(AP Photo/ Francisco Seco)

Krugman on the eurozone's "climate of anger and disdain"

The New York Times columnist says the euro, which was supposed to bring nations together, is tearing them apart


Elias Isquith
November 15, 2013 8:40PM (UTC)

In his latest column for the New York Times, Paul Krugman worries that the euro, originally intended to bring the nations of Europe closer together, is instead fueling an increasingly bitter squabble between the continent's northern and southern regions.

Krugman praises the European Central Bank for its recent announcement that it would cut interest rates in the face of falling levels of inflation. He calls the move "obviously appropriate." However, the decision was greeted with anger by bankers in Germany, Austria, and Denmark. Krugman partially chalks this up to the German public which, he says, "is eternally vigilant against the prospect that those lazy southern Europeans are going to make off with [their] hard-earned money." But there are deeper, ideological schisms at play, too.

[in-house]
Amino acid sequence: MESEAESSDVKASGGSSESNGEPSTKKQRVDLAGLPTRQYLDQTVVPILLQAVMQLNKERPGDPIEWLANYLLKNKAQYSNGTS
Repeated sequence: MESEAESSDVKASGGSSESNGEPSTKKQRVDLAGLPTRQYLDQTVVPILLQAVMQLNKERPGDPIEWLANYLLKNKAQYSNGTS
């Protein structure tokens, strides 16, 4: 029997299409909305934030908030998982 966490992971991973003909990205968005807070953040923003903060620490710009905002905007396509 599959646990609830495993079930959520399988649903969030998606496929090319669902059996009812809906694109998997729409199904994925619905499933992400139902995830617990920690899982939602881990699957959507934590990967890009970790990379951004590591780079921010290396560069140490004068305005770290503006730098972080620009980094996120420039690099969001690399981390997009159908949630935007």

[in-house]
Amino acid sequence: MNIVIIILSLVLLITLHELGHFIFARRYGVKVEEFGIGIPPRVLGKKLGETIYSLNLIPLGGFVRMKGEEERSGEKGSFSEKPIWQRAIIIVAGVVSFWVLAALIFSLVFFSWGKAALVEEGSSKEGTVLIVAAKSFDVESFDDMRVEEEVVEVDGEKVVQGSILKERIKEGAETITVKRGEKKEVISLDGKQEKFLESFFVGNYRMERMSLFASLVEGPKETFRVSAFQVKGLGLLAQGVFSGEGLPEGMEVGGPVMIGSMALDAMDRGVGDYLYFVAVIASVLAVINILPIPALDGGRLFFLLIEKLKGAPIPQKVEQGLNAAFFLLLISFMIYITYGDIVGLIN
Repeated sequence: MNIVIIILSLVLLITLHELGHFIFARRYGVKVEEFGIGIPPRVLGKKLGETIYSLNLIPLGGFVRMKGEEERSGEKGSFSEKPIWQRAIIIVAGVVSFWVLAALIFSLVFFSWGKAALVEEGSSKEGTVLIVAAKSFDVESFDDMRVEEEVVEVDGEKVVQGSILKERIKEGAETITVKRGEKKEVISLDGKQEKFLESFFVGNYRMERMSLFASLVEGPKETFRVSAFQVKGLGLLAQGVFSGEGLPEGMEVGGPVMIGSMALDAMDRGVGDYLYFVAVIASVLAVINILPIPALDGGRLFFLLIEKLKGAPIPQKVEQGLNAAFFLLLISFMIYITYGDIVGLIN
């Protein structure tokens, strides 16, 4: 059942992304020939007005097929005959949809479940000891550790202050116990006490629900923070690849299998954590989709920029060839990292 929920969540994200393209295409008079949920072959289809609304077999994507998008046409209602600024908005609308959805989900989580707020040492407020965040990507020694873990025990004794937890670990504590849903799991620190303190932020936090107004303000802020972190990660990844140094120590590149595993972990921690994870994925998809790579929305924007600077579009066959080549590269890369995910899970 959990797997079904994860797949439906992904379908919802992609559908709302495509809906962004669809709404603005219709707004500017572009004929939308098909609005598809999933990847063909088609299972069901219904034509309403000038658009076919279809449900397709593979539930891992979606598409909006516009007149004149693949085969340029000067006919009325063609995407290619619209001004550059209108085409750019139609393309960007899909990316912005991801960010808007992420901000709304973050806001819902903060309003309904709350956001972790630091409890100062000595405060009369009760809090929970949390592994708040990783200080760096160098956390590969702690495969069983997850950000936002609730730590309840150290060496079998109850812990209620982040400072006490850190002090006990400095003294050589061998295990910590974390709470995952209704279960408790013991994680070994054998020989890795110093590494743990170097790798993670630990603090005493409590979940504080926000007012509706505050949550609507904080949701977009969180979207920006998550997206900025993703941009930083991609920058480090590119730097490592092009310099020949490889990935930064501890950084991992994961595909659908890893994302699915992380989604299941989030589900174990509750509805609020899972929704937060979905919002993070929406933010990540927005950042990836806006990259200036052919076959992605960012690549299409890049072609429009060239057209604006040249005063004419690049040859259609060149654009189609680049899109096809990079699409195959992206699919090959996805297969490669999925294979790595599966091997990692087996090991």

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More from Krugman at the New York Times:

But there’s also a real issue here. Germans just hate inflation, but if the E.C.B. succeeds in getting average European inflation back up to around 2 percent, it will push inflation in Germany — which is booming even as other European nations suffer Depression-like levels of unemployment — substantially higher than that, maybe to 3 percent or more.

This may sound bad, but it’s how the euro is supposed to work. In fact, it’s the way it has to work. If you’re going to share a currency with other countries, sometimes you’re going to have above-average inflation. In the years before the global financial crisis, Germany had low inflation while countries like Spain had relatively high inflation. Now the rules of the game require that the roles be reversed, and the question is whether Germany is prepared to accept those rules. And the answer to that question isn’t clear.

The truly sad thing is that, as I said, the euro was supposed to bring Europe together, in ways both substantive and symbolic. It was supposed to encourage closer economic ties, even as it fostered a sense of shared identity. What we’re getting instead, however, is a climate of anger and disdain on the part of both creditors and debtors. And the end is still nowhere in sight.


Elias Isquith

Elias Isquith is a former Salon staff writer.

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Euro European Central Bank Eurozone Germany Krugman Paul Krugman The New York Times

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